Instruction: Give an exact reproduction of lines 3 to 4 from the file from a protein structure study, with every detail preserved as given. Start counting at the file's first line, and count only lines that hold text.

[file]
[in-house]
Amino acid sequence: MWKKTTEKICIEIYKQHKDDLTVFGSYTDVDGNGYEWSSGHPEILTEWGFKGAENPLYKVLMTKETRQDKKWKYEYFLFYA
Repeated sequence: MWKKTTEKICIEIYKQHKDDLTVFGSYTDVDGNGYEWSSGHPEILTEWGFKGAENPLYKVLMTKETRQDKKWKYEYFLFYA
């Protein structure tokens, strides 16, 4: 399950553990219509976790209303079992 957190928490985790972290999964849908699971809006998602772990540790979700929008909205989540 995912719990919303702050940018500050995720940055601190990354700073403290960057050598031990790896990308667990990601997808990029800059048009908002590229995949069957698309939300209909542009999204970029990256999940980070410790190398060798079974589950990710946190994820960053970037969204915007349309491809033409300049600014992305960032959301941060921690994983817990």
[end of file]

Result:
Repeated sequence: MWKKTTEKICIEIYKQHKDDLTVFGSYTDVDGNGYEWSSGHPEILTEWGFKGAENPLYKVLMTKETRQDKKWKYEYFLFYA
């Protein structure tokens, strides 16, 4: 399950553990219509976790209303079992 957190928490985790972290999964849908699971809006998602772990540790979700929008909205989540 995912719990919303702050940018500050995720940055601190990354700073403290960057050598031990790896990308667990990601997808990029800059048009908002590229995949069957698309939300209909542009999204970029990256999940980070410790190398060798079974589950990710946190994820960053970037969204915007349309491809033409300049600014992305960032959301941060921690994983817990």